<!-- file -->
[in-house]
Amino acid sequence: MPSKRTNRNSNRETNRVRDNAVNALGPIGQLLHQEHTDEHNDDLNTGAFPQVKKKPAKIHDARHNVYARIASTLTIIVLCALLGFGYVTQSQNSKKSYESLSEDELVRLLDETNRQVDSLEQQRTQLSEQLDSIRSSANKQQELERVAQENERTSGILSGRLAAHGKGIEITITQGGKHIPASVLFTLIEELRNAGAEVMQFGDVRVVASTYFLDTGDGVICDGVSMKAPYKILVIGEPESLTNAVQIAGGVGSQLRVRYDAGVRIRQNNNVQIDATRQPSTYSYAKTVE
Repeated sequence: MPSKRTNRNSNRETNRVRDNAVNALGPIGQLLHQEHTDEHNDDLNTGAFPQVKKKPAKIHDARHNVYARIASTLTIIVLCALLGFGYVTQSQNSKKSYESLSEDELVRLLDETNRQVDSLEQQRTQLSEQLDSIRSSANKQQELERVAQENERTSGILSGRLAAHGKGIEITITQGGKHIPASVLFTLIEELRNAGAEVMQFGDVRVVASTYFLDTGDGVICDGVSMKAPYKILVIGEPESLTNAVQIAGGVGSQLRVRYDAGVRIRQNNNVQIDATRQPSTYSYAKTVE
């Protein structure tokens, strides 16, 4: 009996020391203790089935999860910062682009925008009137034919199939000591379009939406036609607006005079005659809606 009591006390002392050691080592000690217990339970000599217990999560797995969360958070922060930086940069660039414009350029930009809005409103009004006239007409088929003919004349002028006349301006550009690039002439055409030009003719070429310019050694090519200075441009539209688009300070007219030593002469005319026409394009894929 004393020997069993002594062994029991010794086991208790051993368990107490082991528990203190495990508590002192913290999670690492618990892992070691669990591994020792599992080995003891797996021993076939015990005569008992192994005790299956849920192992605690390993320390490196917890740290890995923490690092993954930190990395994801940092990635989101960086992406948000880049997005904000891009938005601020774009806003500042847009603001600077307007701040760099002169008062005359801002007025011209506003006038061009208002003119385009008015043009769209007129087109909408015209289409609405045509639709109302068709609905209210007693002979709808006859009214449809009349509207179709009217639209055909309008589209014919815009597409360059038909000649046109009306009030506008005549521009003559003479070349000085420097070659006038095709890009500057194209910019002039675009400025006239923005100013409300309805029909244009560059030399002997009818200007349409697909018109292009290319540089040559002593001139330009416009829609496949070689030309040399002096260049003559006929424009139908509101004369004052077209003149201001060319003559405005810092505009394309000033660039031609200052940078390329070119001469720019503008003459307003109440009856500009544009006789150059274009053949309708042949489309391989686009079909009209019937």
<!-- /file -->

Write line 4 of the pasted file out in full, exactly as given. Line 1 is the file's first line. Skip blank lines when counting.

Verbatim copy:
């Protein structure tokens, strides 16, 4: 009996020391203790089935999860910062682009925008009137034919199939000591379009939406036609607006005079005659809606 009591006390002392050691080592000690217990339970000599217990999560797995969360958070922060930086940069660039414009350029930009809005409103009004006239007409088929003919004349002028006349301006550009690039002439055409030009003719070429310019050694090519200075441009539209688009300070007219030593002469005319026409394009894929 004393020997069993002594062994029991010794086991208790051993368990107490082991528990203190495990508590002192913290999670690492618990892992070691669990591994020792599992080995003891797996021993076939015990005569008992192994005790299956849920192992605690390993320390490196917890740290890995923490690092993954930190990395994801940092990635989101960086992406948000880049997005904000891009938005601020774009806003500042847009603001600077307007701040760099002169008062005359801002007025011209506003006038061009208002003119385009008015043009769209007129087109909408015209289409609405045509639709109302068709609905209210007693002979709808006859009214449809009349509207179709009217639209055909309008589209014919815009597409360059038909000649046109009306009030506008005549521009003559003479070349000085420097070659006038095709890009500057194209910019002039675009400025006239923005100013409300309805029909244009560059030399002997009818200007349409697909018109292009290319540089040559002593001139330009416009829609496949070689030309040399002096260049003559006929424009139908509101004369004052077209003149201001060319003559405005810092505009394309000033660039031609200052940078390329070119001469720019503008003459307003109440009856500009544009006789150059274009053949309708042949489309391989686009079909009209019937």